OPINION: The accidental erasure of ‘hispanidad’ culture on Tulane’s campus

Miranda Teresa Fitz, Contributing Writer

Getting my grandma onboard with my move to New Orleans was a hard sell. There was no part of her that wanted me to leave home and live in a culture that, as far as any of us knew, was not even remotely similar to South Florida’s.

The day I arrived with her for the first time and took her to the French Quarter, she started laughing. “This looks like Havana, you’ll be fine.”

She was right. You look around and the Spanish stucco buildings are similar to the faded neon pinks and oranges that line Havana’s historic district. There’s a good reason New Orleans and Havana are considered sister cities. Yet, with these shared aesthetic languages, it is hard to find someone who can recognize the Hispanic influences down here. 

Part of it seems to be a very particular monoculture that New Orleans has created for itself in which many of the influences on the city’s history and culture are not acknowledged. Afro-Carribean culture inspired many of the iconographies we associate with Mardi Gras, Haitian and Jamaican immigrants helped shape the New Orleans vernacular, and the trade developed by Cuban and Dominican immigrants helped shape the city’s current economic institutions.

What’s happened is that all these components have been placed under the monocultural umbrella of “New Orleans” rather than being credited to each culture as each are due.

Unfortunately, Tulane has decided to take the lead in shaping this monoculture. We’re all “Tulanians.” Yes, Tulane is trying to be a diverse, inclusive campus, but in the end, we all have to conform to the white-dominated monoculture of Tulane. And there’s a similar issue that arises when it comes to Hispanic representation being erased on campus when talking about the implicit whiteness all around us.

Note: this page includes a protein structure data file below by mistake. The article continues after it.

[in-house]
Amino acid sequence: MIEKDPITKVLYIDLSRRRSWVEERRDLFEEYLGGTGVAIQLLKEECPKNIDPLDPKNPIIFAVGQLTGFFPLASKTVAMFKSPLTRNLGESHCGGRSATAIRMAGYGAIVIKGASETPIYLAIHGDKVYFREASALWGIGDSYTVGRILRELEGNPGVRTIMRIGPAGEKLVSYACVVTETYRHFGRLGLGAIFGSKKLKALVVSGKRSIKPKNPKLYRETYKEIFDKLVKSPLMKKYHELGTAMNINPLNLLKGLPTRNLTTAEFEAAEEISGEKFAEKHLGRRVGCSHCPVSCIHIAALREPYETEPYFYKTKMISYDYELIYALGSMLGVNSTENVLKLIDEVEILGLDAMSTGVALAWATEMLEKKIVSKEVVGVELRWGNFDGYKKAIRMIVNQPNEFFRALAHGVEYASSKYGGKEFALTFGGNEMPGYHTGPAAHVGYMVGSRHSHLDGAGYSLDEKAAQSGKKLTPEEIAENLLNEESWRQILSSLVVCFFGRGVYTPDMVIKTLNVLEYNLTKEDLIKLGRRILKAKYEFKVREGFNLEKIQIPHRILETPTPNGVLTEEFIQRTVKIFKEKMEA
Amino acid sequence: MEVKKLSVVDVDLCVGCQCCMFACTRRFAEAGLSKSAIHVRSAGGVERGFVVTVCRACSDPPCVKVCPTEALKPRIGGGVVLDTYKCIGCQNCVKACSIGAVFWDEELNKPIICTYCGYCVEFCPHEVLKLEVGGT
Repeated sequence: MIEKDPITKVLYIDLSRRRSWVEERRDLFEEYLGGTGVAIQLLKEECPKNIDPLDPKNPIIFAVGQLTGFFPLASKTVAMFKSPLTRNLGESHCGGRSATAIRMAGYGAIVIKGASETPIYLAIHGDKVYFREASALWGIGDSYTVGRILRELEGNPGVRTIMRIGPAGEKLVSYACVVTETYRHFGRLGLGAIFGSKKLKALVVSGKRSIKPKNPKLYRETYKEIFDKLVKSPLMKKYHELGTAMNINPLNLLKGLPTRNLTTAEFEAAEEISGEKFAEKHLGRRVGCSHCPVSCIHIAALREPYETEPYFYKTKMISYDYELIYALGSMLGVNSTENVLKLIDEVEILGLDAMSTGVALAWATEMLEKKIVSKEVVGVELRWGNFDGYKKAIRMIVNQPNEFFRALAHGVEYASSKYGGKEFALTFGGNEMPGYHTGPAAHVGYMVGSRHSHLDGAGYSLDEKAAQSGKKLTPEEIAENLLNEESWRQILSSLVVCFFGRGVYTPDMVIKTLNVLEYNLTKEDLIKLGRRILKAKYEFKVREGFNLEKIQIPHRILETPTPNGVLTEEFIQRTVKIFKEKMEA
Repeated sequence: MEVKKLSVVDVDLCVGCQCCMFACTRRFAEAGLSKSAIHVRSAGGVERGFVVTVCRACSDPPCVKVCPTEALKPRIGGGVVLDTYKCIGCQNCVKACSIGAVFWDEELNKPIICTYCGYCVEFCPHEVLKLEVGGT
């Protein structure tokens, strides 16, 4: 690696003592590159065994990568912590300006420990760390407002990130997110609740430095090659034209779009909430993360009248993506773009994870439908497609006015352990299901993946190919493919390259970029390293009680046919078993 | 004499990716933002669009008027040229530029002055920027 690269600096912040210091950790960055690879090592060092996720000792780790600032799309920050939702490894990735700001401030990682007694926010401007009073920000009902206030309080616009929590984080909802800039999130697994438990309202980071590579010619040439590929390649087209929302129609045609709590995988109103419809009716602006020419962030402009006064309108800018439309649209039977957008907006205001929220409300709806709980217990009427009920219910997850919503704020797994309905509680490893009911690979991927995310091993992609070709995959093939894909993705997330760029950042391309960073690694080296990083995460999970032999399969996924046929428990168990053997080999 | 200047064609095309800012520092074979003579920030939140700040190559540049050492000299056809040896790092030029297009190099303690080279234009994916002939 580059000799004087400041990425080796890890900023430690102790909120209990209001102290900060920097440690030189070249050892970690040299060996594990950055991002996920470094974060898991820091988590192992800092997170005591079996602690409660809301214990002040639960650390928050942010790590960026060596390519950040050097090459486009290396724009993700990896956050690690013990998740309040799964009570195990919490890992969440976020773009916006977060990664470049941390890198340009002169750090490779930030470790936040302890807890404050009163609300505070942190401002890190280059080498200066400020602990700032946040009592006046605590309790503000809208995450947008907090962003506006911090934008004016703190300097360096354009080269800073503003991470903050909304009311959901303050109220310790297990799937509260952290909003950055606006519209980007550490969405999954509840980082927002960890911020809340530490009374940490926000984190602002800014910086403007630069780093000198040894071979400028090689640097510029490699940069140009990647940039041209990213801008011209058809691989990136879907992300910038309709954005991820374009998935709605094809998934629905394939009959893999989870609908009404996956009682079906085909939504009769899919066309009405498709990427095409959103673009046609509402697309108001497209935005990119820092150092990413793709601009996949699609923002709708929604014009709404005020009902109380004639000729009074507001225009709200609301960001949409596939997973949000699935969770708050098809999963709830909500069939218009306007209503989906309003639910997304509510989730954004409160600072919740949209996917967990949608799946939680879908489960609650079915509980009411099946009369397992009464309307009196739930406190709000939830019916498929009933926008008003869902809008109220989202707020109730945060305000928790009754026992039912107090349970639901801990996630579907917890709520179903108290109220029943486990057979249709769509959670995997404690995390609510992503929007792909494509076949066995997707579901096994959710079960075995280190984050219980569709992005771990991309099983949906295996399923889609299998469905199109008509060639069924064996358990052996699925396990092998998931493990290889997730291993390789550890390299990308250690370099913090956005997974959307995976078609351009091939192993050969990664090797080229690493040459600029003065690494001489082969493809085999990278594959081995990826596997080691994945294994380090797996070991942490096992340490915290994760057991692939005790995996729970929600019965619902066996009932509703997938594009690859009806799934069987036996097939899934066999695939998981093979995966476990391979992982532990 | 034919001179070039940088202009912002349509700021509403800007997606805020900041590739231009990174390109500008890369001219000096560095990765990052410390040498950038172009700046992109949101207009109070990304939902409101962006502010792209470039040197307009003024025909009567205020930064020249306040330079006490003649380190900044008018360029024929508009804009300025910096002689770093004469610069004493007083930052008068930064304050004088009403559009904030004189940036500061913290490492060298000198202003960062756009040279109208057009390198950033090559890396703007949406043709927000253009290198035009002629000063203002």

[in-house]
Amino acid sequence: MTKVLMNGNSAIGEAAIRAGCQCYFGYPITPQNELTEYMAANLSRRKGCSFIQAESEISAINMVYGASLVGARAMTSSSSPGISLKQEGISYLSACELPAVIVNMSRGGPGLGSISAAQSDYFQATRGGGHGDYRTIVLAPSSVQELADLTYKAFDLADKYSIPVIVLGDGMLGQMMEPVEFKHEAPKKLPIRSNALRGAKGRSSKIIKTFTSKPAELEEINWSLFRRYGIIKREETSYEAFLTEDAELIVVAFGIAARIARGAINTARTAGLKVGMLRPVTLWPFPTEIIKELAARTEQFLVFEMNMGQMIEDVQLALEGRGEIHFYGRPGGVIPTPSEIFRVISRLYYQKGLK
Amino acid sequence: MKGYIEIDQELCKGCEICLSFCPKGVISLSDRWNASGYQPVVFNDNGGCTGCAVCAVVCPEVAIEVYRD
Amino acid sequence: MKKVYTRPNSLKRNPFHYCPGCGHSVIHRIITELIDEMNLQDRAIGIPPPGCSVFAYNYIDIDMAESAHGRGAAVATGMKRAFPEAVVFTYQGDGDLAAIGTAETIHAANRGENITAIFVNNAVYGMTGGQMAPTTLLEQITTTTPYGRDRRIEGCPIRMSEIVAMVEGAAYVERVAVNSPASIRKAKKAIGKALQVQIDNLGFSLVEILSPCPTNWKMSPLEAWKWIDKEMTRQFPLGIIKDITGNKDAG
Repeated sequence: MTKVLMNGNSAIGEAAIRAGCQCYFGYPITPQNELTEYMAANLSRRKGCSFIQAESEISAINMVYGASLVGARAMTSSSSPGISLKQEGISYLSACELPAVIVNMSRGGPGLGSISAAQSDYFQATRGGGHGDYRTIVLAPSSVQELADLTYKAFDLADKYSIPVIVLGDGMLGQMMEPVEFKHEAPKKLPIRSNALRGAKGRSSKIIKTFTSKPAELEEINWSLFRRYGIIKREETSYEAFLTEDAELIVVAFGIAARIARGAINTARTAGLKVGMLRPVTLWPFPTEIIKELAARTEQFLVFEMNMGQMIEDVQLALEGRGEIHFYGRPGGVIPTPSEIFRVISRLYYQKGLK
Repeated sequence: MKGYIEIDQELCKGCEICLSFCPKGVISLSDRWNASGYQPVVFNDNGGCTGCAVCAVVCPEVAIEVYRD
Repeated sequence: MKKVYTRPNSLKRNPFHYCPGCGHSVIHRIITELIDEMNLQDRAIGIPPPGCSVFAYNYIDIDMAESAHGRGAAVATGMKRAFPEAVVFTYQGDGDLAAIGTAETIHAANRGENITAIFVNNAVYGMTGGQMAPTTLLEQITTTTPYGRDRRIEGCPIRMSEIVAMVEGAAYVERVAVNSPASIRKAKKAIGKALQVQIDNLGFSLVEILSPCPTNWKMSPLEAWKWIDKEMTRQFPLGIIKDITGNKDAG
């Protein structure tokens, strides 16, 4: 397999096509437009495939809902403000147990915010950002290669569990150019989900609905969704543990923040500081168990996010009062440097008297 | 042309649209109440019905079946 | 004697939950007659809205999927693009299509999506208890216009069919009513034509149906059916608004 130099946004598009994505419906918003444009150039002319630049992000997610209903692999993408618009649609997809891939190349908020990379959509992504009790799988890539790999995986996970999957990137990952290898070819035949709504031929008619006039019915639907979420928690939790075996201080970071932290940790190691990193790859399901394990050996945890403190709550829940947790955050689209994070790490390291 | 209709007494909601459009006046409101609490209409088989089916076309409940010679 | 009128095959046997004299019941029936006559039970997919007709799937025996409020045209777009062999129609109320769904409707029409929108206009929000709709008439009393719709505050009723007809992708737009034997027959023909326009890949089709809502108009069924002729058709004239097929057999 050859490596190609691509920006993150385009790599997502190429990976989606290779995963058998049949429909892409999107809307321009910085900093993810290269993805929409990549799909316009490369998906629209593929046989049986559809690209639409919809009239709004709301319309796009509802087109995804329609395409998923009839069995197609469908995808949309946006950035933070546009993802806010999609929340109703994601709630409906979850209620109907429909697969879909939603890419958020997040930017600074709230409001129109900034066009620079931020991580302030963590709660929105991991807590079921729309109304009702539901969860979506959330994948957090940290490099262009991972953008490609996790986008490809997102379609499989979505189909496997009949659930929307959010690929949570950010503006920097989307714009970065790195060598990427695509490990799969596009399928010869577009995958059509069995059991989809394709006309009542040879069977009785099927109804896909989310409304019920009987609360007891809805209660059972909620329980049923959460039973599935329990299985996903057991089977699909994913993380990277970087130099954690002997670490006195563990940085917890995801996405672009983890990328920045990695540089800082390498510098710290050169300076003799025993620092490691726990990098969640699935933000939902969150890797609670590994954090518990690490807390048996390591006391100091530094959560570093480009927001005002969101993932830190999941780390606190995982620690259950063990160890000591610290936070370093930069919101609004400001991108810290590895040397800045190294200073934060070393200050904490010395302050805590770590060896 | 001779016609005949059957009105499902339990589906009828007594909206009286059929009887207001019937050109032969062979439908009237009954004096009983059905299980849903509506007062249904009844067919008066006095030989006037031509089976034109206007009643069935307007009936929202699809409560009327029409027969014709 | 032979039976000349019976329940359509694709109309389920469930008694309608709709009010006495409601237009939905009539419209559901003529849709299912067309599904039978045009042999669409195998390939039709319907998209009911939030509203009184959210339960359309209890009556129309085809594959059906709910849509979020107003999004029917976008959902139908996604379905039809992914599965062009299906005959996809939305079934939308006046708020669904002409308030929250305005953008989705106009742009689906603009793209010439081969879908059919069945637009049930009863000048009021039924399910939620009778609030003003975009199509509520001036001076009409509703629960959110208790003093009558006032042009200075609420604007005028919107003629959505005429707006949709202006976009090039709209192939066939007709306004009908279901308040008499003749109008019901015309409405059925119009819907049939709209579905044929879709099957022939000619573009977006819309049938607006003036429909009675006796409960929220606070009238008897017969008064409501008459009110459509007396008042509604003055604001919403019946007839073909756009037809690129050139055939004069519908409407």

Czars Trinidad | Layout Editor

Representation is something that can’t be proven, but has to be seen. It must be shown through those that identify and believe in their culture. Those who are being represented will understand it implicitly, yet the general population won’t always understand unless spoon-fed the obvious. 

So, proponents of representation have to cater to the audiences they are seeking to educate. Tulane’s goal at the moment seems to be to attract students but aim at eyes of those that need to be educated.

Visibility to others is not inclusive to all. Whereas some people can be visibly assumed to be Hispanic, others must explicitly state their heritage. When you imagine a Hispanic student, who do you imagine? Someone who is short and tan with long curly black hair? Someone who is tall, blond and pale? Are you  convinced that only students who look like that could be Hispanic? 

Tulane has taken a very particular stance on this issue that is more in the vein of avoidance than genuine effort. Rather than uplift Hispanic inclusivity, Tulane has taken an easier route: ignorance. Rather than reflecting the Hispanic population at Tulane amongst other diverse students, this university strives for an easy visual cop-out by exploiting ethnic ambiguity and allowing the audience to assign ethnicity. A Hispanic student could look like anyone, but if you are looking with an untrained eye, who is going to be able to tell?  

Yes, there are Hispanic students on campus. I am sure no one is going to argue otherwise. But when it comes down to it, Tulane is proving that it is far too hard to show off its 8% Hispanic population, because being Hispanic is not as visible. Sure, you might not think it is erasure, but Tulane is really taking New Orleans’ lead: Yeah! We’re diverse, but don’t ask how. Just trust us. 

Leave a Comment